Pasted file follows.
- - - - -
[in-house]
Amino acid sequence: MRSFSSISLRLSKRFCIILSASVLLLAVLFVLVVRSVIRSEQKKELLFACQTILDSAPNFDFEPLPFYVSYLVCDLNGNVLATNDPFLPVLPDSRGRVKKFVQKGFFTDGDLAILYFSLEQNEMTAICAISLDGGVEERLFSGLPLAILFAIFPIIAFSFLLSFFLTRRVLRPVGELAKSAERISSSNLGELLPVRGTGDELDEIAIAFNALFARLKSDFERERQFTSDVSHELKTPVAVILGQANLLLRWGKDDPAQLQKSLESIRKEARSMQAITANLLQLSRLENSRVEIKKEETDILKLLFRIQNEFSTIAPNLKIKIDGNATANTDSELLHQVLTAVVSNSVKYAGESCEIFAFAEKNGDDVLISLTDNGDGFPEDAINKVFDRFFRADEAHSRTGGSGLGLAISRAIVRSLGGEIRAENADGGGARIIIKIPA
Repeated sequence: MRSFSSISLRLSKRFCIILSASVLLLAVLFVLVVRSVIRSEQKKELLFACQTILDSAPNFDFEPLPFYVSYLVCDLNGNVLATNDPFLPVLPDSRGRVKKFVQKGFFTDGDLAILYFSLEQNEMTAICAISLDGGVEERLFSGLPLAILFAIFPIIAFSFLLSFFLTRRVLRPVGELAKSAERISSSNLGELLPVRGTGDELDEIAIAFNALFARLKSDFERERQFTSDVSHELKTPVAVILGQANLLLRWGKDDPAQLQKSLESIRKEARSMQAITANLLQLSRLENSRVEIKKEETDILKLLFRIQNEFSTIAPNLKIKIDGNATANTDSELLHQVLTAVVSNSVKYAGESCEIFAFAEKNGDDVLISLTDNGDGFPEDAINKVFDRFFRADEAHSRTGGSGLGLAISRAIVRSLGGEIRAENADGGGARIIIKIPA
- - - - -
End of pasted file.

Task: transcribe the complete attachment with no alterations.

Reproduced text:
[in-house]
Amino acid sequence: MRSFSSISLRLSKRFCIILSASVLLLAVLFVLVVRSVIRSEQKKELLFACQTILDSAPNFDFEPLPFYVSYLVCDLNGNVLATNDPFLPVLPDSRGRVKKFVQKGFFTDGDLAILYFSLEQNEMTAICAISLDGGVEERLFSGLPLAILFAIFPIIAFSFLLSFFLTRRVLRPVGELAKSAERISSSNLGELLPVRGTGDELDEIAIAFNALFARLKSDFERERQFTSDVSHELKTPVAVILGQANLLLRWGKDDPAQLQKSLESIRKEARSMQAITANLLQLSRLENSRVEIKKEETDILKLLFRIQNEFSTIAPNLKIKIDGNATANTDSELLHQVLTAVVSNSVKYAGESCEIFAFAEKNGDDVLISLTDNGDGFPEDAINKVFDRFFRADEAHSRTGGSGLGLAISRAIVRSLGGEIRAENADGGGARIIIKIPA
Repeated sequence: MRSFSSISLRLSKRFCIILSASVLLLAVLFVLVVRSVIRSEQKKELLFACQTILDSAPNFDFEPLPFYVSYLVCDLNGNVLATNDPFLPVLPDSRGRVKKFVQKGFFTDGDLAILYFSLEQNEMTAICAISLDGGVEERLFSGLPLAILFAIFPIIAFSFLLSFFLTRRVLRPVGELAKSAERISSSNLGELLPVRGTGDELDEIAIAFNALFARLKSDFERERQFTSDVSHELKTPVAVILGQANLLLRWGKDDPAQLQKSLESIRKEARSMQAITANLLQLSRLENSRVEIKKEETDILKLLFRIQNEFSTIAPNLKIKIDGNATANTDSELLHQVLTAVVSNSVKYAGESCEIFAFAEKNGDDVLISLTDNGDGFPEDAINKVFDRFFRADEAHSRTGGSGLGLAISRAIVRSLGGEIRAENADGGGARIIIKIPA